Maybe I'm just too naïve.
I'd expected that liberals would eventually turn to talk of gun control after Wednesday's violent, horrible shooting targeting GOP lawmakers.
This was an attack that left House Majority Whip Steve Scalise in critical condition as of Wednesday night, according to the hospital treating him, as well as wounding three others–a lawmaker's aide, a Capitol Police officer and a lobbyist. One of them, lobbyist and former Capitol Hill aide Matt Mika, also is in critical condition, according to reports.
I'd thought liberals would at least react with sympathy and sorrow that innocent people had been targeted by former Bernie Sanders volunteer James Hodgkinson, the man police say was the shooter and allow some time to pass before switching to gun control.
And maybe there even would be some honest self-reflection on whether there had been too much levity about comedian Kathy Griffin's decision to pose with a red-stained replica of Trump's head, ISIS-style, or a New York theater director's choice to portray a Donald Trump look-alike's assassination in "Julius Caesar."
Now, of course, neither Griffin nor "Julius Caesar" director Oskar Eustis is at all responsible for the shooter's decisions—but, just as I would hope no conservative would have done such things to President Barack Obama, it's reasonable to ask the left to behave better, to not forget that Donald Trump, too, is a person. (And yes, it was inappropriate when a 2012 version of "Julius Caesar" starred an actor resembling Obama.)
And of course some, perhaps even most, on the left have been acting in a respectful way.
But there's been some glaring exceptions.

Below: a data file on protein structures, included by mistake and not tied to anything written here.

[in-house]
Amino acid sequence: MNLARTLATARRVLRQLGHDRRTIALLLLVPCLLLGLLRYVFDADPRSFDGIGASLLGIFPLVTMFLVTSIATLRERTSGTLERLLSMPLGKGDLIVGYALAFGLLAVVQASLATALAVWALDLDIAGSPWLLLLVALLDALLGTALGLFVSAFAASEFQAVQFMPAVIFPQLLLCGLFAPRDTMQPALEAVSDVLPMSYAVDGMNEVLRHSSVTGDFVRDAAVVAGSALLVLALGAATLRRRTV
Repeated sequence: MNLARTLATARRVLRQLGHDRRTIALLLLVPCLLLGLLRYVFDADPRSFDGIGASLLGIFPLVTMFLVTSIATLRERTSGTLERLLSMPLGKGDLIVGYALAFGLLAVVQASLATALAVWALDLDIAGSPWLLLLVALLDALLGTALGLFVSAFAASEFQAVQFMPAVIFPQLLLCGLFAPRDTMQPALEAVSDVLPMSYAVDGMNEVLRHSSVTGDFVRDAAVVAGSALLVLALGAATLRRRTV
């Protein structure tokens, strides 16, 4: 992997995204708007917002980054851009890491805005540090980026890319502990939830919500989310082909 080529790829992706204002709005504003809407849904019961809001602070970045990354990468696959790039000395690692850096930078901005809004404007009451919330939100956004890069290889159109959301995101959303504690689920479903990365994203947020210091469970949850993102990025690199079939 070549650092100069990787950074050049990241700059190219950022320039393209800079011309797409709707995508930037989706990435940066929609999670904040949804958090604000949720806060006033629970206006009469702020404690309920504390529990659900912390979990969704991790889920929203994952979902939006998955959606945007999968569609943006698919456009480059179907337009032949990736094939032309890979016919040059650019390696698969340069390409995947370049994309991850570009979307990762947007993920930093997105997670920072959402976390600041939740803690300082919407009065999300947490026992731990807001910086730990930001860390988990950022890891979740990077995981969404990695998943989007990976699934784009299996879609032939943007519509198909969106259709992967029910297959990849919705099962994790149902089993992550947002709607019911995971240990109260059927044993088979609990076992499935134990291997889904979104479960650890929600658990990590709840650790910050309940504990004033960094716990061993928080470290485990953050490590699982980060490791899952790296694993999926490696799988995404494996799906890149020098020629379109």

The New York Times, rightly, is getting pilloried for its editorial, published Wednesday, that insinuated Sarah Palin's target map was to blame for the shooting of Gabby Giffords. Here's the language from the original editorial (via National Review):
Was this attack evidence of how vicious American politics has become? Probably. In 2011, when Jared Lee Loughner opened fire in a supermarket parking lot, grievously wounding Representative Gabby Giffords and killing six people, including a 9-year-old girl, the link to political incitement was clear. Before the shooting, Sarah Palin's political action committee circulated a map of targeted electoral districts that put Ms. Giffords and 19 other Democrats under stylized cross hairs.
The New York Times has since corrected the piece, noting: "An earlier version of this editorial incorrectly stated that a link existed between political incitement and the 2011 shooting of Representative Gabby Giffords. In fact, no such link was established." Indeed.
National Review's David French dismantled the argument, writing: "In its zeal to create moral equivalencies and maintain a particular narrative about the past, the Times flat-out lied. There is simply no 'link to political incitement' in Loughner's murderous acts. The man was a paranoid schizophrenic who first got angry at Gabby Giffords years before Palin published her map."
And CNN's Jake Tapper, no conservative, similarly disputed the Times account:
[E]ven way back in Jan 2011, we knew that Loughlin's obsession began 3 years before the Palin map.
You know what wasn't mentioned in that Times editorial, which noted their grief in 2011 at "vicious American politics"? Kathy Griffin wasn't mentioned, nor was the Julius Caesar play. Oh sure, the Times offered a pablum take on civility, writing: